Want to make more friends? Adopt these strategies
The epidemic of loneliness has gripped modern society. Even if you have millions of followers and subscribers you're bound to feel alone if you can't click with the right people.
The 'problem' seems to get worse as we grow older. As kids, it was easier to make friends. You're surrounded by people of the same age group and interact with those who share similar interests and likes. Post college we mature, in a lot of ways – evolve. We identify with ourselves and grow more comfortable in our skin as we tend to focus on what matters more to us.
This might seem like the perfect recipe for attracting new friends and deepening old relationships. This is, however, not true. As we grow older, relationships change. We change. Our friends change. Or worse you move or drift away from your clique.
With the added responsibility of building a career and maintaining a family, comes the pressure of commercial socializing. In other words, we feel the pressing need for our social standing to portray a vibrant social life, even if in truth we've never felt lonelier. This may be even more pronounced in the age of social media as no one wants to admit they’re lonely or that they have no social life.
Man is a social being. As such, loneliness is terrible for our psychological and even physical health. So what can you do to make some new friends?
Besides, looking outside your immediate social circle, look for meet-up groups that share similar interests. Join a club or a sporting activity or even a traveler's group. Facebook has a number of open and closed groups where members meet on a regular basis. But, if catching up in a cafe is not your cup of tea maybe you strike up a conversation with someone over the sunset or that frozen river in the snow-capped mountains. Isn't this so much better than sending friend requests to mutual friends? Better still, start your own group if you can't find what you're looking for.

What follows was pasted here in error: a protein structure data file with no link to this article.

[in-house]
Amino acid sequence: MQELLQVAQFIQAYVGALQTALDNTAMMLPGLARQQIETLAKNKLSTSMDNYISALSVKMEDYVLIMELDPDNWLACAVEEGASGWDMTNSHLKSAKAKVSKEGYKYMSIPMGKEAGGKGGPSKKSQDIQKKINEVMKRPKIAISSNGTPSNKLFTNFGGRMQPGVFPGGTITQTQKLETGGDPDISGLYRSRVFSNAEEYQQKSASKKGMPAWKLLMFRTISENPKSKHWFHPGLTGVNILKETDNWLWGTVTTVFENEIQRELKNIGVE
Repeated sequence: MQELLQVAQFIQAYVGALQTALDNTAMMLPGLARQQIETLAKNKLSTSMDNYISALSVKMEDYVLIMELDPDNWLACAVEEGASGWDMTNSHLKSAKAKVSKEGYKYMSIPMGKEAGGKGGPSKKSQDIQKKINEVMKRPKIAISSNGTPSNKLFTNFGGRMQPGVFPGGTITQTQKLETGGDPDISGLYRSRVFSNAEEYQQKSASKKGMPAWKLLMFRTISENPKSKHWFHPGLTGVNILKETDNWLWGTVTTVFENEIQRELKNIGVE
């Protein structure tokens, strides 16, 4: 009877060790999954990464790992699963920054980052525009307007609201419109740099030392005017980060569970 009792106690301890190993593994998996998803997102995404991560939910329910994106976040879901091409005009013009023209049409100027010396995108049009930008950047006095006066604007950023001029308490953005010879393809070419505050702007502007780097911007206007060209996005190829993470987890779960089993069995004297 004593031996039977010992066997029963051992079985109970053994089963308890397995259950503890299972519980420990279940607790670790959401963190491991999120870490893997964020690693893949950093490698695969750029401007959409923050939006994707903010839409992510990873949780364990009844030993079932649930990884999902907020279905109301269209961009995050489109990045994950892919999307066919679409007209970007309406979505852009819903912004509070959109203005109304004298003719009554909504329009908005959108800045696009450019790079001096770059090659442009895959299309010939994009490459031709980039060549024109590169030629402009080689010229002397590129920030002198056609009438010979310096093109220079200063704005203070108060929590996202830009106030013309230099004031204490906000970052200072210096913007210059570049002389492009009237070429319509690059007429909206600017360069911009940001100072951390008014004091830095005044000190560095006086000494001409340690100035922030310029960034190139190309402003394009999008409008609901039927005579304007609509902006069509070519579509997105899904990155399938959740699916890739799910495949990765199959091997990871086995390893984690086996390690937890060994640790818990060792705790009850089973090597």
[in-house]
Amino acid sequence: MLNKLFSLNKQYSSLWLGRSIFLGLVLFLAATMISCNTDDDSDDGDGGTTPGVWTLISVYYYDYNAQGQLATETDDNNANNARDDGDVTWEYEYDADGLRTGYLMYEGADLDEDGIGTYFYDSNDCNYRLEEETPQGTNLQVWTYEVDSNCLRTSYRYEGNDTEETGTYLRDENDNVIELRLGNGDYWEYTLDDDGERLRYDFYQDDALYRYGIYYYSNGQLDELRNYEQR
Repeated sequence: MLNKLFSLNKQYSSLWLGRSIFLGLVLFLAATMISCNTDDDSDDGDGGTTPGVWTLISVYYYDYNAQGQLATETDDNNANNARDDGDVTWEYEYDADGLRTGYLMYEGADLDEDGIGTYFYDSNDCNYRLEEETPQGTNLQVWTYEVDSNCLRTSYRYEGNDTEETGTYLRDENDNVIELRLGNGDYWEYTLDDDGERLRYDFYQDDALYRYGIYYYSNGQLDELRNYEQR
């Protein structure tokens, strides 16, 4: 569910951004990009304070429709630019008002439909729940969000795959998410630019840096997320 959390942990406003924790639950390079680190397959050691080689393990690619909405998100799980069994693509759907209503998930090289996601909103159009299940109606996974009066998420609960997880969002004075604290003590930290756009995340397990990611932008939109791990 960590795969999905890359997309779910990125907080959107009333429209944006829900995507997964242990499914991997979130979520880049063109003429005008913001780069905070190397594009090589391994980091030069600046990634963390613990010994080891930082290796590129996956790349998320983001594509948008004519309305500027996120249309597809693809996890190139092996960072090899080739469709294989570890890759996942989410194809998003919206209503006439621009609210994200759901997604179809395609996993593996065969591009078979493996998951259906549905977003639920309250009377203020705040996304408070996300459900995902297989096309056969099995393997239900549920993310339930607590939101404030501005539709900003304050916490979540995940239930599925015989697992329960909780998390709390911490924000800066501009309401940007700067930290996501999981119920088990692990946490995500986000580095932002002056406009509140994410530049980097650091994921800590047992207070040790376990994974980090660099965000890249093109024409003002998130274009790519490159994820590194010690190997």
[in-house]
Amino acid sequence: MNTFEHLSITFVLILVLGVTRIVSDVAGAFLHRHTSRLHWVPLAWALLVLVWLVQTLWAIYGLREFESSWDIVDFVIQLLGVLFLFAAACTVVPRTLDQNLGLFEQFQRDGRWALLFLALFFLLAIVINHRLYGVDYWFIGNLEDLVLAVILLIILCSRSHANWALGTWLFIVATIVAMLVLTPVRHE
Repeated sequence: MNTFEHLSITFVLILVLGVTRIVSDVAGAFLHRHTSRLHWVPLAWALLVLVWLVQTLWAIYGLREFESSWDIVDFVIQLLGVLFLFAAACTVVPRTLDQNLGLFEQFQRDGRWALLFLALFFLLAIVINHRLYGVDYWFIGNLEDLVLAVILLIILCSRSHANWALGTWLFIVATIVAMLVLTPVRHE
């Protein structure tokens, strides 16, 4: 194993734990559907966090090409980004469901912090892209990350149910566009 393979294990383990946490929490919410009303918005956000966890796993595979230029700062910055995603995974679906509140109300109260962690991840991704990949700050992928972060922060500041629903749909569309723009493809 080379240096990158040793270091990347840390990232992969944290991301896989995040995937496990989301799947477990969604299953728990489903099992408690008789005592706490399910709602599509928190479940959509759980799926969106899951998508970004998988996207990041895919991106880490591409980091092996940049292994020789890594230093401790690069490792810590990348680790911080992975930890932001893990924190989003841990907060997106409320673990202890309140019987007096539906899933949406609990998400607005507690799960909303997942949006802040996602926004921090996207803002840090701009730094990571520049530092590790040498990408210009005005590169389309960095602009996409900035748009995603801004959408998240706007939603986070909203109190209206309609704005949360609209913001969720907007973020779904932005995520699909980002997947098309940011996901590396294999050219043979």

Another option is networking. Use your social media connections or go to parties and try and meet friends of friends, those who seem interesting to you but you’ve never talked to. The exposure effect says the more someone is exposed to you, the more they like you.
Studies suggest that when you interact with someone, remember The Golden Rule of Friendship. Make someone else feel good about him or herself and they're likely to be interested in you, too. Also, consider the power of listening. Most people are too preoccupied with themselves. Show interest in someone you have a good rapport with.
Making new friends is easier than you think. All it takes is the courage to get out of your comfort zone. So what are you waiting for? Gotta-catch 'em all, eh?